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United States Court of Appeals

Tenth Circuit



August 13, 2008

Elisabeth A. Shumaker
Clerk of Court



No. 07-2247
(D.C. No. CIV-05-934-JAP-DJS)




Before LUCERO, TYMKOVICH, and HOLMES, Circuit Judges.

Jose Herrera, a federal prisoner proceeding pro se, seeks a certificate of

appealability (COA) to appeal the district courts denial of his 28 U.S.C.
2255 motion to vacate, set aside, or correct his sentence. For substantially the
same reasons set forth by the district court, we deny a COA and dismiss the
On April 8, 2003, following his plea of guilty pursuant to a plea agreement
with the government, Herrera was convicted of possession with intent to
distribute cocaine. After classifying Herrera as a career offender under United
States Sentencing Guidelines (Guidelines) 4B1.1, the district court sentenced
him to 262 months imprisonment. Herrera filed a direct appeal to this court,

challenging the district courts failure to grant him a downward sentencing

departure under U.S.S.G. 4A1.3. We dismissed the appeal because Herrera had
validly waived his right to appeal a within-Guidelines sentence through the plea
agreement he signed with the government. See United States v. Herrera, 105 Fed.
Appx 963, 968 (10th Cir. 2004) (unpublished).
Herrera subsequently moved the district court to vacate, set aside, or
correct his sentence under 28 U.S.C. 2255, asserting three grounds for relief:
(1) his sentence violated United States v. Booker, 543 U.S. 220 (2005), because
his sentence was enhanced using facts not found by a jury; (2) his trial and
appellate counsel were ineffective in failing to challenge the district courts
sentencing conclusions based on Booker; and (3) his trial counsel was ineffective
for misadvising him about his potential sentencing exposure under the plea
agreement. The district court summarily dismissed his Booker-related arguments,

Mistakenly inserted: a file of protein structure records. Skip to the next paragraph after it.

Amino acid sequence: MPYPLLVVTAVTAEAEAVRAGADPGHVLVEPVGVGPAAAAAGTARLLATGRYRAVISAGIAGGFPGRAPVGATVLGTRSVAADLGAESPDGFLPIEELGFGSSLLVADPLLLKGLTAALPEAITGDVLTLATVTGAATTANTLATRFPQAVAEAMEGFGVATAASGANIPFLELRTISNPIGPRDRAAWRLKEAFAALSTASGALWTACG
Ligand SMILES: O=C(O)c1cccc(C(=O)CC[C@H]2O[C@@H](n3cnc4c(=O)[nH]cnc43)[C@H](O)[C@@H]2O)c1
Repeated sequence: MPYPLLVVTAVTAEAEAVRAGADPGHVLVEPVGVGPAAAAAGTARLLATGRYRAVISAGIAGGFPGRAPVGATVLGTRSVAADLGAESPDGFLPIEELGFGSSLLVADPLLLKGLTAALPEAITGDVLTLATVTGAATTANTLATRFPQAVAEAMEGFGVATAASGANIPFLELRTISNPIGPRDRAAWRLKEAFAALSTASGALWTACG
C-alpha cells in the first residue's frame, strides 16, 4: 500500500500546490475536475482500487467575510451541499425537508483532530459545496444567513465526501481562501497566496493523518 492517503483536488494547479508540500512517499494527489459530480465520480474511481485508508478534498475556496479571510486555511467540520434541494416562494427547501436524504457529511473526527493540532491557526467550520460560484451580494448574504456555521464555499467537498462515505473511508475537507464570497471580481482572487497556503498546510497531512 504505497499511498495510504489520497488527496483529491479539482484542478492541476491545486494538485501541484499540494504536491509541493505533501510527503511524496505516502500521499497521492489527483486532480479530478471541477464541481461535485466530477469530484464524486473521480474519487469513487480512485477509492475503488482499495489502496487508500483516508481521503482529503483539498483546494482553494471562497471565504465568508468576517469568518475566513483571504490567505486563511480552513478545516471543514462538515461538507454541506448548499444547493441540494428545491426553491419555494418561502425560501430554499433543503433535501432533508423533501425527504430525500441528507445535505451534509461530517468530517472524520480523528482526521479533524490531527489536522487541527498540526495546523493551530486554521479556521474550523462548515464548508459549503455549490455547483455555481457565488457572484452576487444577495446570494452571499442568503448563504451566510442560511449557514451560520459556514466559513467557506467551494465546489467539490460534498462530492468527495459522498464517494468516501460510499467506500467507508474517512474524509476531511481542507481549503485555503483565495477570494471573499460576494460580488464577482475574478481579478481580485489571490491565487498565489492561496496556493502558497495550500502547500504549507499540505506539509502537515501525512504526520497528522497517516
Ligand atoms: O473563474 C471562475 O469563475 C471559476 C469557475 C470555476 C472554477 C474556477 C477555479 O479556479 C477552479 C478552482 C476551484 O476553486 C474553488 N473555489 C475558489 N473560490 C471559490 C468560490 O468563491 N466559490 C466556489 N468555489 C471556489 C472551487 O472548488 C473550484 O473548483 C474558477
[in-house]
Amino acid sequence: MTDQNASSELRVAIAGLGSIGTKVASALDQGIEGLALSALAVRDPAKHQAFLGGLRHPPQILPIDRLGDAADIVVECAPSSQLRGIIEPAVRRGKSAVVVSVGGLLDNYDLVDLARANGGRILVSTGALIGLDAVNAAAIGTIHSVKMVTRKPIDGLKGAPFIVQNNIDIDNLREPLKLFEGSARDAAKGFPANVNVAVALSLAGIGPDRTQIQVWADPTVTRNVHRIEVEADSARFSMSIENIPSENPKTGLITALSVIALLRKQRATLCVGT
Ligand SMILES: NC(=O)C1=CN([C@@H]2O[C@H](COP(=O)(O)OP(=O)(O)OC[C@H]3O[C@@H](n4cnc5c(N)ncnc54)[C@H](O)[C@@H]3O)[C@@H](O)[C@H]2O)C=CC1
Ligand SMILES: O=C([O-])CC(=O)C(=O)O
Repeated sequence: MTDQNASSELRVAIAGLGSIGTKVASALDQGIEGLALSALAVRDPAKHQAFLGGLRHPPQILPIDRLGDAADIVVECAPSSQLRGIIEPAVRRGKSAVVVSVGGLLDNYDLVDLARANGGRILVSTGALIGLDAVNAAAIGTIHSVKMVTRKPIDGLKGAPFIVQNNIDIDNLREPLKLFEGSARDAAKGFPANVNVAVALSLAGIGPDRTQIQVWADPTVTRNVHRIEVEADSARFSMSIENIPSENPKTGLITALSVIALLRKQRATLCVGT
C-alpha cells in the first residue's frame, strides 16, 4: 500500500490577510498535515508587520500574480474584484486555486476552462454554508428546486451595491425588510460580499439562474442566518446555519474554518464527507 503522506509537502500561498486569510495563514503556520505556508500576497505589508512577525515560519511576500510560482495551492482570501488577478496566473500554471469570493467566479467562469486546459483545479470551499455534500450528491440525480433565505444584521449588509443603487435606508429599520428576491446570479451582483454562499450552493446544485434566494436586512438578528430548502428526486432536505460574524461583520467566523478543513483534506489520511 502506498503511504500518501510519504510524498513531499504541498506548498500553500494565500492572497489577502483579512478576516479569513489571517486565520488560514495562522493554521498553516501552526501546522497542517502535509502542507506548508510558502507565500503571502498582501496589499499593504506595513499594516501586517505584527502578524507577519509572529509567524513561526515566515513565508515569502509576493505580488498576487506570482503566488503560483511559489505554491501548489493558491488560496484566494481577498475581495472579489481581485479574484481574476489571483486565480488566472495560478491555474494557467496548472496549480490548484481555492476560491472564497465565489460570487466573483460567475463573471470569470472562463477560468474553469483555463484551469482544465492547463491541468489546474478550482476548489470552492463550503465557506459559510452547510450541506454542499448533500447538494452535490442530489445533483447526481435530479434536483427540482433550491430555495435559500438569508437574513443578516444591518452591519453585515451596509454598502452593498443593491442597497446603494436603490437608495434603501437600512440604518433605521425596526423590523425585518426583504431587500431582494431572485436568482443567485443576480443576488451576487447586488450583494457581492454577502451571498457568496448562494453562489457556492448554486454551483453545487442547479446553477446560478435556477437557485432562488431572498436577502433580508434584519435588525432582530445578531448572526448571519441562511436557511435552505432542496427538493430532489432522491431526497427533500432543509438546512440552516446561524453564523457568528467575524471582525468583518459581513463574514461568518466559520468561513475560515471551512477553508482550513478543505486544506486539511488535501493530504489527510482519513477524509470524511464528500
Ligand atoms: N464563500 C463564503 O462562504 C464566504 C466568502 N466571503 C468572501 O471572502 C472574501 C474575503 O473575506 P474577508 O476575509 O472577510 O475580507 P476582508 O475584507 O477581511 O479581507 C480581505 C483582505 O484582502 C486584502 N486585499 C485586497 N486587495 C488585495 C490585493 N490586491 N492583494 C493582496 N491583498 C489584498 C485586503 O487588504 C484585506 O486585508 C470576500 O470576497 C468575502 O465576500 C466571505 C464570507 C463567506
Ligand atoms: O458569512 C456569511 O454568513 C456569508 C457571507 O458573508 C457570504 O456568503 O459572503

but referred the ineffective assistance of counsel claim regarding the plea
agreement to a magistrate judge. It later adopted the magistrates
recommendation that the ineffective assistance claim be dismissed and entered
final judgment on September 11, 2007.
On September 27, 2007, Herrera filed a motion for reconsideration, and
three days later he filed a notice of appeal. On October 12, 2007, he filed an
application for a COA. The district court denied both the motion for
reconsideration and a COA, and Herrera thereafter filed an amended notice of

appeal. We construe Herreras amended notice of appeal as a renewed application

for a COA. Fed. R. App. P. 22(b)(2). 1
Because the district court denied Herreras request for a COA, Herrera may
not appeal its decision on his 2255 motion absent a grant of COA by this court.
28 U.S.C. 2253(c)(1). A COA may issue only if the applicant has made a
substantial showing of the denial of a constitutional right. 2253(c)(2). This
requires Herrera to show that reasonable jurists could debate whether (or, for
that matter, agree that) the petition should have been resolved in a different
manner or that the issues presented were adequate to deserve encouragement to
proceed further. Slack v. McDaniel, 529 U.S. 473, 484 (2000) (quotations
omitted). Herrera has failed to show a denial of a constitutional right with respect
to any of the arguments he advanced in the district court or on appeal.
First, although Herrera raised two Booker-related issues in his original